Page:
Grossmont College is hosting a free screening of “Underwater Dreams,” an inspirational documentary about the sons of undocumented Mexican immigrants who built an underwater robot as Arizona high school students in 2004 and defeated engineering powerhouse MIT in an international competition.
The screening of the film on Tuesday, April 12, in Building 26, Room 220 will be followed Thursday, April 14, with a panel discussion at Griffin Gate in Building 60 with two of the former high school students featured in the documentary, Lorenzo Santillan and Luis Aranda, and the winning team’s coach, Allan Cameron. Both events start at 6:30 p.m. and are open to the public. Grossmont College is at 8800 Grossmont College Drive in El Cajon.
The 2014 documentary about the ragtag team from Carl Hayden High School near Phoenix, Ariz., and its underlying theme of grit and determination overcoming obstacles was written and directed by Mary Mazzio and is narrated by actor Michael Peña. It was screened in 2015 at the White House as part of National Robotics Week.
Counselor and Associate Professor Dave Dillon at Grossmont College will introduce the film and its panelists, providing an academic perspective on social issues touched on in the documentary, such as the difficulties faced by young Latinos whose immigration status places their futures into question.
The event sponsors are the Foundation of Grossmont and Cuyamaca Colleges, the Grossmont College Office of Student Success and Equity, the Undocumented Student Taskforce, and the office of Professional Development.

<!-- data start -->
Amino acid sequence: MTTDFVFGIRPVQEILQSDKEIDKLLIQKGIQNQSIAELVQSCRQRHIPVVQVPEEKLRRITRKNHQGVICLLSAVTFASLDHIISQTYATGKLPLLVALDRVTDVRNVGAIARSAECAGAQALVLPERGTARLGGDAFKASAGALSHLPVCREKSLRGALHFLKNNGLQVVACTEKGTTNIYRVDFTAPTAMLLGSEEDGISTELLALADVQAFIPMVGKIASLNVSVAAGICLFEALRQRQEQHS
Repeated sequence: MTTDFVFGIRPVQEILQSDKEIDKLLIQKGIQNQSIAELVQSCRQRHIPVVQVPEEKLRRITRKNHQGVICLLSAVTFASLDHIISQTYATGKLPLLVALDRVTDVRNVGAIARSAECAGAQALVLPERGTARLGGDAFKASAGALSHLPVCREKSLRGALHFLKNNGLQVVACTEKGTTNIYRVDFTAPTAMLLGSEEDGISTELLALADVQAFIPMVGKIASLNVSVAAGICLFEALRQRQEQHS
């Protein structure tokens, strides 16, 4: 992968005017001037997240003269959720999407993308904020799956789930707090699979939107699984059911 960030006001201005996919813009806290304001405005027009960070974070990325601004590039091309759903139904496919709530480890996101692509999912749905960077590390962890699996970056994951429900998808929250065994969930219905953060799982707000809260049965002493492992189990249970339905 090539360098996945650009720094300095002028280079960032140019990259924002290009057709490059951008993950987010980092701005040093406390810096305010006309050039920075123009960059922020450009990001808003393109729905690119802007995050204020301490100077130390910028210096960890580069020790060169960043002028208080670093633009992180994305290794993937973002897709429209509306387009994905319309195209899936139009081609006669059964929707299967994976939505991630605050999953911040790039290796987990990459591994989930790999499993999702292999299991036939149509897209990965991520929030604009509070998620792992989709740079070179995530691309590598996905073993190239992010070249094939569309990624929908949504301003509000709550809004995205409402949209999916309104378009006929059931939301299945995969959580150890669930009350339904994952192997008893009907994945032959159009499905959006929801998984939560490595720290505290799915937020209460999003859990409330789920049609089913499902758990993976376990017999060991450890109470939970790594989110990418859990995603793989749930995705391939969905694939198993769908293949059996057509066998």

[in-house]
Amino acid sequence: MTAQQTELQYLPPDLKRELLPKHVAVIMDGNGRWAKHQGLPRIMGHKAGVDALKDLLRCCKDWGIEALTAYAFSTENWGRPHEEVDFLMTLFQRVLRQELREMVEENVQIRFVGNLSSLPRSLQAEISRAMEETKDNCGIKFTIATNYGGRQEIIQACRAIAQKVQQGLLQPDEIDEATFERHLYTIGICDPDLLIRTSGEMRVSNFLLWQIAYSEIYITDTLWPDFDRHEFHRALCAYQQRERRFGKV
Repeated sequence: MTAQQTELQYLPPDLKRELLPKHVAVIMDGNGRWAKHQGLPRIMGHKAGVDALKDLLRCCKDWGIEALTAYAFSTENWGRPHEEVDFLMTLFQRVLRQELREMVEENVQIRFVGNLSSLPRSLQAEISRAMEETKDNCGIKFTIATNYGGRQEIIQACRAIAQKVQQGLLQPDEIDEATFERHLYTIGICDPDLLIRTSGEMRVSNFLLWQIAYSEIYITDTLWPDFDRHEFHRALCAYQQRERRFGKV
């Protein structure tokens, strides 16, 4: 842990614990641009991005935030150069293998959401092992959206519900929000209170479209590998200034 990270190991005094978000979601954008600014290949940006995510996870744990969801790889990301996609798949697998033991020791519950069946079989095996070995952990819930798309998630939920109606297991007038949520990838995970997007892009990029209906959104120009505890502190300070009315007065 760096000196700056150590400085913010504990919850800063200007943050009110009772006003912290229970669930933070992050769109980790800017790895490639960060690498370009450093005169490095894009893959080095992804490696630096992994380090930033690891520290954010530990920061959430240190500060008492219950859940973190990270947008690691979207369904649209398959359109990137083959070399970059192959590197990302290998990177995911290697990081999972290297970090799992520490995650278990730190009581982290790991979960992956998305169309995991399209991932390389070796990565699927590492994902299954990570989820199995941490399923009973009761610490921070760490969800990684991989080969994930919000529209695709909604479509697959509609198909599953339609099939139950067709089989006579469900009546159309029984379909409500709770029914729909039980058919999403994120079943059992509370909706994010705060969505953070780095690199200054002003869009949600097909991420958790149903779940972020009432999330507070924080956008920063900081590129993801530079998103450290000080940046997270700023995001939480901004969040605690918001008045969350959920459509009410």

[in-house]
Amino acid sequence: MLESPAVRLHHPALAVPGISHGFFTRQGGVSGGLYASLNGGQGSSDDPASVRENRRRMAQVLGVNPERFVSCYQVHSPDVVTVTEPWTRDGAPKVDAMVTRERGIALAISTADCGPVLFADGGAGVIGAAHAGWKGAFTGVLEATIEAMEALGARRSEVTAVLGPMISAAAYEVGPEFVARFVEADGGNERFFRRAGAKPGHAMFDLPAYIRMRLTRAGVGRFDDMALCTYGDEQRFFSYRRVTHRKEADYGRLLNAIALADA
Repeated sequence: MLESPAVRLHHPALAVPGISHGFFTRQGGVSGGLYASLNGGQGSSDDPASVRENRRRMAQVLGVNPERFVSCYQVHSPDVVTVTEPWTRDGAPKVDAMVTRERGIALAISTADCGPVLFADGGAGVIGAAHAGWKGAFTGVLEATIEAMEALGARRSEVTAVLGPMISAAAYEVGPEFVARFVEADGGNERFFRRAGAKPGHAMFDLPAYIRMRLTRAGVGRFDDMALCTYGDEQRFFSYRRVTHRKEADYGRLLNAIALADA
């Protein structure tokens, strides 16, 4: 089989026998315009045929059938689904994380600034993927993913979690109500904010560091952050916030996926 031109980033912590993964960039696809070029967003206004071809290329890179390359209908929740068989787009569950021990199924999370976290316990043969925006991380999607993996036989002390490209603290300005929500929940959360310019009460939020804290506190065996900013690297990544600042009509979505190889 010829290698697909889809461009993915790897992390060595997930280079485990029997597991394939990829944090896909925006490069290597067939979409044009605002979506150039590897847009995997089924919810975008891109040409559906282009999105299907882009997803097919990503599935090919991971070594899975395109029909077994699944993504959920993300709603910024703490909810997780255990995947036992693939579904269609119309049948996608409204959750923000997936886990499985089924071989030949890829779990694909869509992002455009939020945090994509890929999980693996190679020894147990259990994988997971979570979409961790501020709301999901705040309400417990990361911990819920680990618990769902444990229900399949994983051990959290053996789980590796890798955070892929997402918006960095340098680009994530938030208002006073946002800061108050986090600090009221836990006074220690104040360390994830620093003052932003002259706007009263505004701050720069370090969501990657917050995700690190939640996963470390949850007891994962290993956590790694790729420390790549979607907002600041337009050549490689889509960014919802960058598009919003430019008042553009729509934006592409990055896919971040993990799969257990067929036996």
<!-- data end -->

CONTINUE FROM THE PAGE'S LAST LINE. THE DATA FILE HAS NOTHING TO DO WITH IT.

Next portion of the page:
About the panelists:
Santillan was a member of the 2004 Carl Hayden underwater robotics team that won the Marine Advanced Technology Education (MATE) ROV Competition in 2004. He graduated from Carl Hayden High School in 2006 and today runs a small catering business in Phoenix with Aranda. Santillan comes from a family with mixed immigration status and is an active member of the Arizona Dream Act Coalition, an immigrant youth-led organization focusing on the fight for higher education and immigrant rights.
Aranda graduated from Carl Hayden in 2004 and attended the Scottsdale Culinary Institute. He lives and works under DACA (Deferred Action for Childhood Arrivals), the federal immigration policy that allows certain undocumented immigrants who came to the United States as minors to work or attend school without fear of deportation for a limited period.
Cameron, who joined fellow teacher Fredi Lajvardi to create the robotics team that was the improbable victor in the matchup against MIT, retired from teaching in the Computer Magnet program at Cal Hayden High School in 2006. He and his former students founded the Arizona Dream Act Coalition and in 2007, he testified before the House Judiciary Committee’s Subcommittee on Immigration, Citizenship, Refugees, Border Security and International Law.